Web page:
One goal of the military coup of Nov. 24, 2017, that deposed Zimbabwe’s President Robert Mugabe was to end a growing protest movement.
Yemenis face another winter of war, hunger, disease, and the brunt of Saudi and Iranian imperial rivalry. Over half the population urgently needs humanitarian assistance.
The U.S.-supported right-wing Honduran president, Juan Orlando Hernandez, stole the Nov. 26, 2017, election. At least 31 people were killed by military police people after they took to the streets in response.
A general view of the humanitarian crises caused by civil war in South Sudan, Yemen, Somalia and Nigeria.
The recent elections in France and Britain have been a welcome setback for that fascist Right which saw Trump and Brexit as a cresting wave carrying them to state power.
Qatar isn’t Yemen, and the Saudis won’t attack it. Qatar will not accept the Saudi demands.
Following long negotiations, the fundamentalist cult Boko Haram released 82 Chibok schoolgirls it kidnapped in 2014, but questions and deep divisions in Nigerian society remain.
Despite difficulties, there are tendencies within the Left in Venezuela and Latin American who are critical of Maduro and trying to work out support of the Venezuelan masses, along with opposition to neoliberalism and U.S. imperialism.
During years of peace negotiations between the government and Revolutionary Armed Forces of Colombia, grassroots groups pushed for issues of racial and economic justice. With Colombia entering a new stage, the struggle continues.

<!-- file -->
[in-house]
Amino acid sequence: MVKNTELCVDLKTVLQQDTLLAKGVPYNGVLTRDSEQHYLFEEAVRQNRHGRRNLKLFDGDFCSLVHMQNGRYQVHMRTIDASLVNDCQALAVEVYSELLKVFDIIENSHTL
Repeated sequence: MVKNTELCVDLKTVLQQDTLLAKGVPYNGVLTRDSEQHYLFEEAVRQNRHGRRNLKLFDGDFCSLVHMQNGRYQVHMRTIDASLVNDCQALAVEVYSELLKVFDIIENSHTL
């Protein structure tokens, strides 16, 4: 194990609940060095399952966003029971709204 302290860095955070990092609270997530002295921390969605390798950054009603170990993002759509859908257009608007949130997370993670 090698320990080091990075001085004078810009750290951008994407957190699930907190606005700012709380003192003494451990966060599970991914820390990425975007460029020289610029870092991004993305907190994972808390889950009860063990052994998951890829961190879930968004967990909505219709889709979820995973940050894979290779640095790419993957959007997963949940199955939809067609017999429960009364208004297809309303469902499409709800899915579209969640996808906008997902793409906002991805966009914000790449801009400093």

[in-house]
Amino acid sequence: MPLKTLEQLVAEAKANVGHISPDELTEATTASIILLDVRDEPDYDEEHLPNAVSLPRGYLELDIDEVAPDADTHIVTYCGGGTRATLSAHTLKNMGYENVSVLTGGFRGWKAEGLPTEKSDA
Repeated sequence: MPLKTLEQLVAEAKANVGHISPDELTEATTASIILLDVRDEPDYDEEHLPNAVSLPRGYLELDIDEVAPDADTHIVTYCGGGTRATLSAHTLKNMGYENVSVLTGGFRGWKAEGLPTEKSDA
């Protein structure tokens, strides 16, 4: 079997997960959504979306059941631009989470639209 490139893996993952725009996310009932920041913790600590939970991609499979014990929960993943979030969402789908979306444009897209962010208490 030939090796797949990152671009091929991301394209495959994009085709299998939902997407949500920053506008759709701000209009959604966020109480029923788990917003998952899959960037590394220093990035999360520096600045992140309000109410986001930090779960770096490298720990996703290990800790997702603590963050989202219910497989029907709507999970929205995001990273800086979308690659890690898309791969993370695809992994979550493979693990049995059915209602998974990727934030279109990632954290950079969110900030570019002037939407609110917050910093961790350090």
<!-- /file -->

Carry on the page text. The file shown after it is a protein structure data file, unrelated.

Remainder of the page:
The 1959 Cuban Revolution represented a great divide in Latin America. But the grave contradictions in its aftermath leave a dual heritage that must be comprehended and overcome if we are to work out a truly emancipatory future for Latin America.
The first mass Black protest meeting in the U.S. was held at Mother Bethel A.M.E. Church in Philadelphia, in January 1817—200 years ago.
Since a neoliberal legislative coup by the Brazilian Congress removed President Rousseff of the Workers’ Party from office, there has been a campaign to reverse many of the social gains implemented during the administrations of Luiz Inacio “Lula” da Silva and Rousseff.
Brazil’s President, Dilma Rousseff, barely won a runoff election against the conservative free-marketeer Aécio Neves. With her election to a second term, the Workers’ Party, first under Lula Da Silva and now under Rousseff, has won its fourth consecutive presidential election. While Lula’s first election was greeted with great hope for a sweeping change in Brazil’s developmentalist trajectory, Rousseff’s cliffhanger illustrated the grave disappointment that much of Brazil’s masses felt recently….